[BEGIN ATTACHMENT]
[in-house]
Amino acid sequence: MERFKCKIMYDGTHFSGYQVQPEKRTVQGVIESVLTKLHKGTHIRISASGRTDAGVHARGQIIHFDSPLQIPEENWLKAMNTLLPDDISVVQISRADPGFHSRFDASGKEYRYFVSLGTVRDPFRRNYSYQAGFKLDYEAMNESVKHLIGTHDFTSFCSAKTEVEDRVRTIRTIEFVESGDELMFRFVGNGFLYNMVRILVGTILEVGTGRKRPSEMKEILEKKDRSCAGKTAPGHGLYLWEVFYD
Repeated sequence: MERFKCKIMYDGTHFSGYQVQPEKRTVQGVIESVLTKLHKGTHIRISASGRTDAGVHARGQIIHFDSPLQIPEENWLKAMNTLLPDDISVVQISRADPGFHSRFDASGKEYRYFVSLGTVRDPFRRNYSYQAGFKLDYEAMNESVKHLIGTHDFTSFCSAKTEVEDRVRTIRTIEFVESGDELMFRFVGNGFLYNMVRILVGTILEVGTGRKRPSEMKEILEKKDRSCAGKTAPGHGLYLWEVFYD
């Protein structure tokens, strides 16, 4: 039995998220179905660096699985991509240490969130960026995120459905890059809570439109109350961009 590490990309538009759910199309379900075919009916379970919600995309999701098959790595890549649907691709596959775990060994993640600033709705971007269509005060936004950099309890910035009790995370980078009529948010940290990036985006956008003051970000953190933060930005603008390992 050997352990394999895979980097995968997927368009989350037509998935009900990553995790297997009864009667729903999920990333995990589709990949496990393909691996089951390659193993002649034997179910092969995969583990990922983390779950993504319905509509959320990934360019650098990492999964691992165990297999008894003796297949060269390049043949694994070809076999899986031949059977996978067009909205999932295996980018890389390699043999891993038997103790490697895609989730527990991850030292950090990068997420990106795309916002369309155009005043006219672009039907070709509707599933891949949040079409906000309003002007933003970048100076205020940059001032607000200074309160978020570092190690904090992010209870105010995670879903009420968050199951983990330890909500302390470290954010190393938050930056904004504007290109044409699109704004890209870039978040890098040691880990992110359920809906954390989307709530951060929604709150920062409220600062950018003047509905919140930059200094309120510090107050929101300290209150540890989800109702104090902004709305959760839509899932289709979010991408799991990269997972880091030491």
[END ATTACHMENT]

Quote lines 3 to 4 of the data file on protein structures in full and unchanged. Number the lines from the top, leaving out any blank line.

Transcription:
Repeated sequence: MERFKCKIMYDGTHFSGYQVQPEKRTVQGVIESVLTKLHKGTHIRISASGRTDAGVHARGQIIHFDSPLQIPEENWLKAMNTLLPDDISVVQISRADPGFHSRFDASGKEYRYFVSLGTVRDPFRRNYSYQAGFKLDYEAMNESVKHLIGTHDFTSFCSAKTEVEDRVRTIRTIEFVESGDELMFRFVGNGFLYNMVRILVGTILEVGTGRKRPSEMKEILEKKDRSCAGKTAPGHGLYLWEVFYD
């Protein structure tokens, strides 16, 4: 039995998220179905660096699985991509240490969130960026995120459905890059809570439109109350961009 590490990309538009759910199309379900075919009916379970919600995309999701098959790595890549649907691709596959775990060994993640600033709705971007269509005060936004950099309890910035009790995370980078009529948010940290990036985006956008003051970000953190933060930005603008390992 050997352990394999895979980097995968997927368009989350037509998935009900990553995790297997009864009667729903999920990333995990589709990949496990393909691996089951390659193993002649034997179910092969995969583990990922983390779950993504319905509509959320990934360019650098990492999964691992165990297999008894003796297949060269390049043949694994070809076999899986031949059977996978067009909205999932295996980018890389390699043999891993038997103790490697895609989730527990991850030292950090990068997420990106795309916002369309155009005043006219672009039907070709509707599933891949949040079409906000309003002007933003970048100076205020940059001032607000200074309160978020570092190690904090992010209870105010995670879903009420968050199951983990330890909500302390470290954010190393938050930056904004504007290109044409699109704004890209870039978040890098040691880990992110359920809906954390989307709530951060929604709150920062409220600062950018003047509905919140930059200094309120510090107050929101300290209150540890989800109702104090902004709305959760839509899932289709979010991408799991990269997972880091030491």